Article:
The Reds will finish fifth in the Premier League regardless of their result at already-relegated Southampton on Sunday.
Liverpool manager Jurgen Klopp admits he is struggling to process having nothing to play for on the final day of the season.
A year on from missing out on an unprecedented quadruple his side head to already-relegated Southampton knowing they will finish fifth irrespective of results on Sunday.
That has already started to come into his thoughts for his team selection, after confirming it “makes sense” to make changes, but he is confident his side will finish on a high.
“I am not used to games on the last matchday when everything is sorted. I am used to games when everything is at stake but we play this game to win the game,” he said.
“This is completely new to me. We are fifth, they are relegated. Usually (at the end of the season) we have to win, it is a final, but I want to do the right thing and didn’t decide yet.
“I want to line up the right team but to the outside world, I want to line up a team that is ready for the game, for the 110, 112km they have to run, all the challenges.
“We will not take risks with players, that makes no sense.”
Mohamed Salah was the first player to express his devastation at not qualifying for the Champions League when Manchester United’s win over Chelsea on Thursday consigned Liverpool to the Europa League.
Klopp admits in the immediate aftermath of that realisation it is difficult to put a positive spin on things.
The club face losing around £50million in Champions League revenue – a “big problem” according to Klopp – but he is confident missing out will provide added motivation.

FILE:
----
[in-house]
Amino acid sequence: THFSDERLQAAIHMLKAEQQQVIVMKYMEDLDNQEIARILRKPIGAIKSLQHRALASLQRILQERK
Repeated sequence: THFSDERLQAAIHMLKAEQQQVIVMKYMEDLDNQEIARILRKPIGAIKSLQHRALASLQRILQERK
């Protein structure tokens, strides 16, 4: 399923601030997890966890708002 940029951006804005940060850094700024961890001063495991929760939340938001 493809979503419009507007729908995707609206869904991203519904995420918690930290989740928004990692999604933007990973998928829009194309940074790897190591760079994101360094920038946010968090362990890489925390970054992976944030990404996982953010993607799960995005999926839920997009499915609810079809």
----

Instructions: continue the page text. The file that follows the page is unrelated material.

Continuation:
“It has to. We all think like that. This is not the season we want. We know that for a while,” he added.
“I really think this was not a season we will talk about. Yes we failed to give the people more to enjoy but we had our moments.
“It would have been a ‘normal’ season if we ended up fourth, not great but still qualification for the Champions League, but that is the big disappointment.
“I am here for seven and a half years – it is a really long time – and that things always go in the right direction is not likely, there are dips. Usually after three years you change manager.
“It is a really good thing I am here for that long but a challenge as well as you have to invent yourself new, that is what we started now, and that is super-exciting.
“In a difficult year I felt the unity between us and the supporters, it is so important people really appreciated it.
“This season was not great and from a financial point of view that is actually the only problem but a big problem in football.
“But we have European nights next year but instead of Tuesday or Wednesday it’s a Thursday. Who cares?”